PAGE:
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REVIEW: THE HEART OF ROBIN HOOD—The Electric Company Theatre @ The Muck

Updated: Jun 17

They Don't Call Him Hood for Nothing!


The Heart of Robin Hood is the only muscle that doesn't get a thorough workout in the new, athletic adaptation of the famous English legend currently playing at the Muckenthaler Cultural Center right now. The Electric Company Theatre, headed up by virtuoso couple Brian Johnson and Callie Prendiville-Johnson (along with a brawny cast and crew) once again masters the landscape at the Muck to offer one of the most entertaining nights of the season so far.


The show is slated to run in the garden ampitheater from June 2nd through June 26th. It is here that the notorious rogue-hero Robin Hood (Wyatt Logan) and his band of outlaws steal from the rich, creating a fearsome reputation among those who dare to travel through the mighty Forest of Sherwood. But they do not share their spoils with the poor and are unloved by the people, who must also pay unfair taxes to the evil Prince John (Bobby Gonzalez) as he plots to steal his brother's crown. In this time of chaos and fear, it is down to the Lady Marion (Jacqueline Alberto) to summon the courage to boldly protect the poor and convince the aloof Robin that he must listen to his heart if they are to save the country.


Jacqueline Alberto and Wyatt Logan in Electric Company Theatre’s Production of The Heart of Robin Hood. Playing from June 2 – June 26 at Muckenthaler Cultural Center.

But what she and her trusty, quip-ready, clown-servant Pierre (Michael Reehl, playing charmingly to the cheap seats, and bringing Comedy Central-like joke machine flamboyance to the role) find instead of a dashing knight in shining armor, is a hard-hearted Robin who simply steals – and who won't allow ladies into his not-so-merry band because of some balderdash about them making men "rash and unreliable."


So it’s a misogynistic Robin, begging to be humanized, demanding that the Merry Men be a Women-hater’s Club (right out of The Little Rascals) robbing even the poor, who are already up to their quivers in taxes, without any sense of rectitude.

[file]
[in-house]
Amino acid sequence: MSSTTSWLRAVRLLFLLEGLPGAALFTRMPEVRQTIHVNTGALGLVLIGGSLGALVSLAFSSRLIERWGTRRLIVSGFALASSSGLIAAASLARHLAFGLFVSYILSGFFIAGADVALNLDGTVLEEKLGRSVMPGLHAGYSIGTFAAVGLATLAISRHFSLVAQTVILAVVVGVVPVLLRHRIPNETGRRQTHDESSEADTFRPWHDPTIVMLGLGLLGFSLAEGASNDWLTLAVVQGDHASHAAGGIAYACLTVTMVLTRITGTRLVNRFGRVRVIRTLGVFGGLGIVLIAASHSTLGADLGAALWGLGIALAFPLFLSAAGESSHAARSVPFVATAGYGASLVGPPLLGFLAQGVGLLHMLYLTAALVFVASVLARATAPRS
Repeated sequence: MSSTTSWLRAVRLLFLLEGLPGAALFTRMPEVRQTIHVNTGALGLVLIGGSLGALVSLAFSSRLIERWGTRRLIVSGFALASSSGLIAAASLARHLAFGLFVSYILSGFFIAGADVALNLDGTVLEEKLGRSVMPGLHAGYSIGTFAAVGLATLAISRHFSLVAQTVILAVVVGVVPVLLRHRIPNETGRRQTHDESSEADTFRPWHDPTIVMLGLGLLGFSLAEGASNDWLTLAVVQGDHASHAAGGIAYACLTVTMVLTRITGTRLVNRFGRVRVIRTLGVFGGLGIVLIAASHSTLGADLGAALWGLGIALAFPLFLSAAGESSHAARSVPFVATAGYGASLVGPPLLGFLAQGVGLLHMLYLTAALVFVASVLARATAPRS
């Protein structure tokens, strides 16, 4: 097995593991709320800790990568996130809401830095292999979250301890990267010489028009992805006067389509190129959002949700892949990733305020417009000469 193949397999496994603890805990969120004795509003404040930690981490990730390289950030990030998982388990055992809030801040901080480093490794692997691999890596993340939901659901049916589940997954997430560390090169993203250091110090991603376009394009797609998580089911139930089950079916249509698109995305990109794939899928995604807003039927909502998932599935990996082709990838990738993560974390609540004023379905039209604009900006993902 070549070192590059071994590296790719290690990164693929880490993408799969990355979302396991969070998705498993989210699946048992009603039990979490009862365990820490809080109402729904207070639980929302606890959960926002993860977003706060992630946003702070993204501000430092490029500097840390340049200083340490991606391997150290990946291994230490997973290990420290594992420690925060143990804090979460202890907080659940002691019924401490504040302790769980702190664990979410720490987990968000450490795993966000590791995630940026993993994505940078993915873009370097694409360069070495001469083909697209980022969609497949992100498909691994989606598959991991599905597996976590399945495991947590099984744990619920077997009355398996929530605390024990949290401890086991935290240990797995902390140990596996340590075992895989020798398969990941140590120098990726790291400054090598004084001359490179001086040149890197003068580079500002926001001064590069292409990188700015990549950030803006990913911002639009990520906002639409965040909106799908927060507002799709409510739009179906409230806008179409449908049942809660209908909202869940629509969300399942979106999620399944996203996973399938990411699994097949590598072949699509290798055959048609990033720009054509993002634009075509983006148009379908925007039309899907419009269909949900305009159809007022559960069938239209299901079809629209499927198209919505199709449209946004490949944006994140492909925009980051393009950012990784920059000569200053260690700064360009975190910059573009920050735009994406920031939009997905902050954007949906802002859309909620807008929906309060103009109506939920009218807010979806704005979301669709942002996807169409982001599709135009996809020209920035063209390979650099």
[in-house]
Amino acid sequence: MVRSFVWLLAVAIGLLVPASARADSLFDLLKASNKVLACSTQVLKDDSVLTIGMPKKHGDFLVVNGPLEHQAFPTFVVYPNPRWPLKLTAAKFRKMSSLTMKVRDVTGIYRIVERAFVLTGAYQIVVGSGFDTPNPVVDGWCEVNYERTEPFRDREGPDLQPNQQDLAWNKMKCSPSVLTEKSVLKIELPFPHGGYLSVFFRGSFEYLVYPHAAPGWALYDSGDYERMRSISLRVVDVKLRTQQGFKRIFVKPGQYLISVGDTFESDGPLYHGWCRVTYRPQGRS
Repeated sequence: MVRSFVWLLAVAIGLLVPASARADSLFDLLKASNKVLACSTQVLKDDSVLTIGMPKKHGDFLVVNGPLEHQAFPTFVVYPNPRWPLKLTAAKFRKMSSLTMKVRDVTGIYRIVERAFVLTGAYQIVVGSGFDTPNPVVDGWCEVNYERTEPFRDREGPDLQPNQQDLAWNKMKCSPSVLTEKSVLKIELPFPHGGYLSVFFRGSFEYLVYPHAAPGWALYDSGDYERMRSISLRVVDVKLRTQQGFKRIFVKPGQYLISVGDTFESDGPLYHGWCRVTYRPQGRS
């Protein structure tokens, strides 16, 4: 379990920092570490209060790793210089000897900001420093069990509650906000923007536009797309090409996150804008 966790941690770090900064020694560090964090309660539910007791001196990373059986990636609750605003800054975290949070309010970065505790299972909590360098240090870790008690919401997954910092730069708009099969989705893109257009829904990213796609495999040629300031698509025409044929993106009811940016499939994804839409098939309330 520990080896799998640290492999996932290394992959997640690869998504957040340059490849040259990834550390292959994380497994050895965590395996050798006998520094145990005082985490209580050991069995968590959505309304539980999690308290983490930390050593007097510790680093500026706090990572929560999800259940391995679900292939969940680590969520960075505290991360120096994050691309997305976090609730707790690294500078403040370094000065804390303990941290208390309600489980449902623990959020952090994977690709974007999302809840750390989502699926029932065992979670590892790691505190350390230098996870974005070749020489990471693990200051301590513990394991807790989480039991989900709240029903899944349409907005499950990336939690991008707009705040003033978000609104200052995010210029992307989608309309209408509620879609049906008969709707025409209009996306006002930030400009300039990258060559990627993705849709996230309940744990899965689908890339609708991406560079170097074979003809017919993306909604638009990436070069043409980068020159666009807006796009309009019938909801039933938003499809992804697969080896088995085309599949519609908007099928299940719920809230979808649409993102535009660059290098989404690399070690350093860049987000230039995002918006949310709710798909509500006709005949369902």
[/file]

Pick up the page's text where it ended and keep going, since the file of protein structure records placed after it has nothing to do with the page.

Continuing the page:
Callie Prendiville-Johnson and Bobby Gonzalez in Electric Company Theatre’s Production of The Heart of Robin Hood. Playing from June 2 – June 26 at Muckenthaler Cultural Center.

What we get is a fusion of Shakespearean allusion and Icelandic athleticism. Farr's revisionist take on the legend is to instead make Marion the protagonist. Anxious to rescue the thuggish Robin from a life of crime and escape the predatory clutches of Prince John, Ms. Alberto’s Marion does a quick gender-switch and flees to the forest disguised in male attire, assuming the name of “Martin of Sherwood” and forming her own gang of philanthropic filchers.


This brings her into direct competition with Robin – and the plot hinges on whether the two will fight each other to the death, or join forces to stop Prince John from murdering the cute children of a tax-evading subject.


Michael Reehl and Jacqueline Alberto in Electric Company Theatre’s Production of The Heart of Robin Hood. Playing from June 2 – June 26 at Muckenthaler Cultural Center.

Robin's fascination with the androgynous “Martin” has obvious echoes of “As You Like It.” And if you look hard, it’s also a beguiling mix of “All’s Well...” ”Twelfth Night” and even “Babes in the Wood, another traditional English children’s tale where much of the action hinges on the need to save a pair of siblings from an untimely death. In this case a nominally similar plot featuring Zachery Ninomiya, and Sierra Tolentino Chavez.

 

Marion is the idealized figure of liberal piety, the best man and the best woman combined, while her greedy, narrow-minded sister Alice serves as a nice farcical counterpart. The story, in its use of pop culture anachronisms, self-conscious references to theatricality and dependence on Marion’s sidekick (think a very funny version of Touchstone) seems to be drawing heavily on Disney conventions. Without question, all of this cartoon mayhem and romance is likable, enhanced by a select group of gymnastically adept players, and complemented by a down-home indie-style band. Luckily, the performers are not only lusty but nimble, not to mention compelling caricatures.